On appearance, Scamorza (ska-MORT-sa) is one of the ugliest cheeses. It looks like the belly button of a giant baby – dried out, pale, and slightly waxy. For years, I avoided it. No one I knew ate it, and the only person I ever saw order it in the cheese line was an old man with very large ears.
Turns out, that old man knew something I didn’t know. Scamorza is good company for the end of summer. When all that your garden offers is a few lonely herbs, you might as well pluck them and make Scamorza toasts with olive oil, herbs, and black pepper (see recipe below).
There’s a second reason Scamorza is good for the end of summer – it’s essentially fresh mozzarella that’s been salted and aged. Remember when those first garden tomatoes appeared and you ran out for a fresh, glossy cue ball of mozzarella to make a Caprese salad?
Well, with Scamorza you can make an Inverse Caprese Salad. Instead of fresh tomatoes, you can use sun-dried. And instead of fresh mozzarella, you can use dried mozzarella – it’s a perfect supper for a weepy day. You can also grate Scamorza onto pizza or pasta or scrambled eggs. Don’t let the tough exterior fool you; it’s still a mild little number.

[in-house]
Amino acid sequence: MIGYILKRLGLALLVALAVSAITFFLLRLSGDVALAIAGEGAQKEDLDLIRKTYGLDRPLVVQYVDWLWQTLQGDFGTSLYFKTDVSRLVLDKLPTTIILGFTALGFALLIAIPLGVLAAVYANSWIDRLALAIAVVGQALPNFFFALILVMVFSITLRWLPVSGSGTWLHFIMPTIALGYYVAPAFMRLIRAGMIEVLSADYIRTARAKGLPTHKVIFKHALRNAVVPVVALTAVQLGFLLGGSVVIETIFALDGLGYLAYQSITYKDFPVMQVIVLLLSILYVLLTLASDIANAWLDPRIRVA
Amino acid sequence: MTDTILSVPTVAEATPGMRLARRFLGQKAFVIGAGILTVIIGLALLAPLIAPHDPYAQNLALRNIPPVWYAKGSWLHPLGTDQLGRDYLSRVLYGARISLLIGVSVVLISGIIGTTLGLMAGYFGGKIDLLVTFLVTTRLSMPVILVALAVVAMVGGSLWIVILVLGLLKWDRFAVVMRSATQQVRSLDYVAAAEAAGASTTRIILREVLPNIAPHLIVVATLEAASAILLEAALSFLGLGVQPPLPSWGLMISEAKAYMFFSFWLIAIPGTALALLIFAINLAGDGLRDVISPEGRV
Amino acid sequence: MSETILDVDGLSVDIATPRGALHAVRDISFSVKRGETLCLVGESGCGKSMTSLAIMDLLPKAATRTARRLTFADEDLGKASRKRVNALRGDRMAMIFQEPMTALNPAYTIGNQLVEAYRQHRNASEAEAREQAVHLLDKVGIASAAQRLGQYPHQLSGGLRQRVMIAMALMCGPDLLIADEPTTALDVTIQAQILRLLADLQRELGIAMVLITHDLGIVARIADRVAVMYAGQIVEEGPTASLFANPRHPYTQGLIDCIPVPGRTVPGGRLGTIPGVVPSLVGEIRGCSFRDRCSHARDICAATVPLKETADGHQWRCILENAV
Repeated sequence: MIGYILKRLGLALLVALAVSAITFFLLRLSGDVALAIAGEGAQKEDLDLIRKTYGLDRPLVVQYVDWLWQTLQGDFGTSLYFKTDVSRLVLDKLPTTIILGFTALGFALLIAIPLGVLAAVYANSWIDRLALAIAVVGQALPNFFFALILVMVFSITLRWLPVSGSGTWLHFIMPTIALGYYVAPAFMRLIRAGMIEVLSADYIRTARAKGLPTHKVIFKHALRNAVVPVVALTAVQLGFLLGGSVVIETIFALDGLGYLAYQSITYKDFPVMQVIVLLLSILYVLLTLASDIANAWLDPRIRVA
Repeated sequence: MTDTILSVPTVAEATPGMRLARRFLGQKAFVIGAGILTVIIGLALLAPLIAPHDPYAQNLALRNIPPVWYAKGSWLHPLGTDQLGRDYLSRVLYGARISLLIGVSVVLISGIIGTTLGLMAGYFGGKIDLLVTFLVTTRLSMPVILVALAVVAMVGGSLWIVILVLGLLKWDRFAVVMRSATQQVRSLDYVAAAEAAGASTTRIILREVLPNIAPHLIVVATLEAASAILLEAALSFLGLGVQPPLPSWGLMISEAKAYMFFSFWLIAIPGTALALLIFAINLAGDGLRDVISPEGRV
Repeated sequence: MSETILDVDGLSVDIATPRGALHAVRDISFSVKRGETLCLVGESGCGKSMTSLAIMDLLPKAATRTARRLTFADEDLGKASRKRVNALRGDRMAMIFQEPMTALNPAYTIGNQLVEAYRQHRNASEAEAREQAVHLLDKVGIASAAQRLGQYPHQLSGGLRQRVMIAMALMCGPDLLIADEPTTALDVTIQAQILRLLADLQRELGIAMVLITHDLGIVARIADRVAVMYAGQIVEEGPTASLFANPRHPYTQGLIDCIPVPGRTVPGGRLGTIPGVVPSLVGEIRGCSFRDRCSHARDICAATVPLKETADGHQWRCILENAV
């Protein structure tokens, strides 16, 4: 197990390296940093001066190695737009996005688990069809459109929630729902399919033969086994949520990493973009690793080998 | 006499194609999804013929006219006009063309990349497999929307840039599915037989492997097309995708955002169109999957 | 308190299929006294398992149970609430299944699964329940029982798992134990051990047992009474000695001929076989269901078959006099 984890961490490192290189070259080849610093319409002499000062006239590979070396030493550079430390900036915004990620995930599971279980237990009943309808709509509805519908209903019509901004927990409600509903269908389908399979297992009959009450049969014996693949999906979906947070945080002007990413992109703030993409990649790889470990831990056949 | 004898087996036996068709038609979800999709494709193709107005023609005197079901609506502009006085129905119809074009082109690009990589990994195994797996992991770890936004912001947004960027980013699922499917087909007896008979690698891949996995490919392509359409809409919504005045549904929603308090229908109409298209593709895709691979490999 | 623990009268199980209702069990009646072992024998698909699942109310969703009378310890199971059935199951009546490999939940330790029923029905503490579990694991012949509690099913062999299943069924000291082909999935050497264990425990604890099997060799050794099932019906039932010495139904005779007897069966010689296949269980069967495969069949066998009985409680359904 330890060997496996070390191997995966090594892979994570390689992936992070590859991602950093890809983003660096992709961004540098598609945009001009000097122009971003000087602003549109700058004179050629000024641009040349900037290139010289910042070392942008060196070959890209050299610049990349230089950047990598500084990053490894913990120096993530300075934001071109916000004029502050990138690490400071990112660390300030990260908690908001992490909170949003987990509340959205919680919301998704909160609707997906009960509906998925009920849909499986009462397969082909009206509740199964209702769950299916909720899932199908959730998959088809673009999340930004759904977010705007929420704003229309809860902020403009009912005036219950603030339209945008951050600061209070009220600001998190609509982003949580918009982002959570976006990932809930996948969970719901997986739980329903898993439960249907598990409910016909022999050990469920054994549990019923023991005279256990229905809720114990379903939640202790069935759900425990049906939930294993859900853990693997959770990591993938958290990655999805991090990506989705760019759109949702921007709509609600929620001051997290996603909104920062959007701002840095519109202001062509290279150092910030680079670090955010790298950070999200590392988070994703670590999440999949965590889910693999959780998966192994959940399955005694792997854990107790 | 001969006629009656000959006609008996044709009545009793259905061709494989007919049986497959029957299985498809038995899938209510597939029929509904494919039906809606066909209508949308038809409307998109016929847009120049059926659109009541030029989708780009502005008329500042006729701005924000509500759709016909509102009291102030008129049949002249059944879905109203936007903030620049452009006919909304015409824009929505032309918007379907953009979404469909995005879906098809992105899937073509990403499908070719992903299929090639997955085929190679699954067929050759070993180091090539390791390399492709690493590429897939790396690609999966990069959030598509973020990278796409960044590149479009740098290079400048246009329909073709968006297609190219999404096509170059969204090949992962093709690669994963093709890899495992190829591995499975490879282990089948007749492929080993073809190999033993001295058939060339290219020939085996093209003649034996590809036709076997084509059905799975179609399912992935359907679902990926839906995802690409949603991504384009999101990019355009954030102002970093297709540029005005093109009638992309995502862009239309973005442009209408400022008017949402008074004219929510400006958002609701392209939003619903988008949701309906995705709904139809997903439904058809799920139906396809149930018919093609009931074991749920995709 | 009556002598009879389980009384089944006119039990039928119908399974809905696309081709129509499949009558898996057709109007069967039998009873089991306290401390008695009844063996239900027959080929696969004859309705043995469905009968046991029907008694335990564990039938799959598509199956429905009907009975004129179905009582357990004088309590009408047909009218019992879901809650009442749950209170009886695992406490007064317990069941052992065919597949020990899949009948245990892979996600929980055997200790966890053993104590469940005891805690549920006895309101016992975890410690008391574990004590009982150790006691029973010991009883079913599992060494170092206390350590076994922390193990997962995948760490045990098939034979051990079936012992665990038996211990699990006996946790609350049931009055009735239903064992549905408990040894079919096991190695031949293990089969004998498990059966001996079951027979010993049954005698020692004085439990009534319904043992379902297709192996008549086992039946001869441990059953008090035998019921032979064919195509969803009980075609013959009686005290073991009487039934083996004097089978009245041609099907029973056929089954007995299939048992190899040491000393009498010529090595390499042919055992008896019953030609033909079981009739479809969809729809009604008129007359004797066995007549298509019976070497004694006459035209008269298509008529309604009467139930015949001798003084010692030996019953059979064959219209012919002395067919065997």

If you want to try an age-old Scamorza recipe from Italy, follow Mario Batali’s advice and thread several Scamorza balls onto a spit, then roast them slowly over a wood fire until they turn golden brown. The insides will turn soft, perfect for scooping onto grilled bread.
Hint: file this away for Halloween. Scamorza, after all, means “beheaded.”
Baked Scamorza Toasts
- 1 baguette
- 1 Scamorza
- Quality olive oil, preferably Tuscan
- Fresh herbs (rosemary and basil work well)
- Salt and pepper
- Slice baguette and toast lightly on a cookie shoot at 350 degrees.
- Turn the oven to broil. Drizzle toasted baguette rounds with olive oil and top with thin slices of Scamorza. If you want, you can tuck a little prosciutto or tomato under the cheese.
- Broil toasts until cheese bubbles, about 2-3 minutes.
- Top with chopped herbs, salt, and black pepper. Serve with cured meats, olives, and martinis or red wine.
For more horrific cheese thrills, please visit Madame Fromage.
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